Ahh, spring cleaning. A wonderful tradition dating back to the dawn of mankind. Me? I gave it up years ago. The tradition basically ended with the dawn of womankind. The whole idea gives me the creeps. The lovely Lesbian Housewyfe’s relieving factor is, of course, Lesbian Law #20: Household duties are to be divided equally among all members of the residence unless heavy lifting is involved in which case this particular job falls under the domain of the butchy babe. Makes me glad to be a June.
Anyway, when spring finally rolls in, I want to open all the windows and let the outdoors in. I garden, I play, I go to the park. I want to be outside! Spring fever hits with a passion unseen since…well, since the previous spring. I don’t hold myself back. Chores fall by the wayside. It becomes rare that I enter the house without dirt on the soles of my shoes and under my fingernails. Evil little thoughts scratch their way through my defenses: “It will just get dirty again,” “I can blame that on the dog,” and “I’m outside slaving in the garden so we can have good food this winter and you want me to clean the house too?!!!” That last one, when verbalized, may be exchanged for at least one full bathroom cleaning by the unfortunate partner of your choice.
But now, after an entire spring and summer of allowing the outside to unabashedly recline in my living room, guilt overwhelms me and I find that it’s time to do the fall cleaning. My sweet honey goes off to face another load of idiot children (I mean students) and I am left at home to face my end of the summer cleaning spree. It always traps me when I am alone and defenseless. After being wrestled to the ground, I cry “UNCLE!” helplessly, continuously regretting the time I spent drinking margaritas and playing in my garden while it was surely lifting weights, preparing for this moment. What was I thinking?
My method in the pursuit of cleanliness has three different stages. The first stage I see as a warming up period, making that slow move from gardening lush to busy housewyfe. I call it “Piddling.”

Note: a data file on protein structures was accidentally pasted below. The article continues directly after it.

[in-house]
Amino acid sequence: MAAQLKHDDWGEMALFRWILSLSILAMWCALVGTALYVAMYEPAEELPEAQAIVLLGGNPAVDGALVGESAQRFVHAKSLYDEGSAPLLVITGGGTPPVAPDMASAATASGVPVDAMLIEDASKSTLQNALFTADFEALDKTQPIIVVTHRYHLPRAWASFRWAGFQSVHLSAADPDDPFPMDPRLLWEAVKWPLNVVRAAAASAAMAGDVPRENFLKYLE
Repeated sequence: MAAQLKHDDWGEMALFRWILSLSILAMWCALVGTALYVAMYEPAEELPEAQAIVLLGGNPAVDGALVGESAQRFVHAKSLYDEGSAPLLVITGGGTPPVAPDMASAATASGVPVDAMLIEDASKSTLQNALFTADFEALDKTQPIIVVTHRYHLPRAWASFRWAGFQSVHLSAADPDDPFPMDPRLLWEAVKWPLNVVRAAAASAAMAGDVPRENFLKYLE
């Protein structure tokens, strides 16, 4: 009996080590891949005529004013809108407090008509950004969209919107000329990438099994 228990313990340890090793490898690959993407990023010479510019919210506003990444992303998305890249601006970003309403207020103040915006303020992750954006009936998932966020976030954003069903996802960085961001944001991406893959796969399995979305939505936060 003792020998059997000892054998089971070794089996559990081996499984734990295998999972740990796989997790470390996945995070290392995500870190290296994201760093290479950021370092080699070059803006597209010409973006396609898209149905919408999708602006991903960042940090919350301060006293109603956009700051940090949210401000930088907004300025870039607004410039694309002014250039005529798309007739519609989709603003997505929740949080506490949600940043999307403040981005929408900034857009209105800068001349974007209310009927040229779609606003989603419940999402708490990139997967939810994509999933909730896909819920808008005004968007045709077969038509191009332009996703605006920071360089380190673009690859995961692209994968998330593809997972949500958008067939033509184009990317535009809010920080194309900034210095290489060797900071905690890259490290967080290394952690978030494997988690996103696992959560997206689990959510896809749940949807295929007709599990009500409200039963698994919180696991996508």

Piddling is sort of like extended doodling. One is piddling when one wanders about the house giving too much time to many little things that you need to get done and you’re feeling kind of lazy ’cause summer slacker activities do tend to take it out of you and you end up taking two weeks to finish a closet but you have lots of fun doing it.
I am the champion of piddlers. My mother is a piddler as was her mother before her. We are a proud people.
The Piddler stage usually takes the majority of the fall cleaning time. My piddling stage is now at its sixth week. My mother-in-law who lives with us (this is a whole other story) has gone through a variety of fall flower arrangements. My sweet Stephie is in full swing with her little kidlets (midterms, y’know). I have organized the CD’s, the videos, all the bathroom literature in the household (Martha Stewart and design magazines go into a file and everything else is recycled) and the pantry. I even found room for all my jellies, or rather syrups, that I canned. The plants are in and in place and our bedroom closet has been stripped of summer clothes.
Activities like these will probably continue until just before Thanksgiving when we enter the “Panic ‘Cause the Family will be Here in a Week” stage. Family, by the way, being defined under Lesbian Law #5: Your true family is chosen. Remember, there are exceptions to every law. Mine is my embarrassing Uncle Hubert who I came out to in full regalia during his church’s monthly potluck supper. Have you ever noticed that churchgoers and lesbians have certain things in common? But I digress….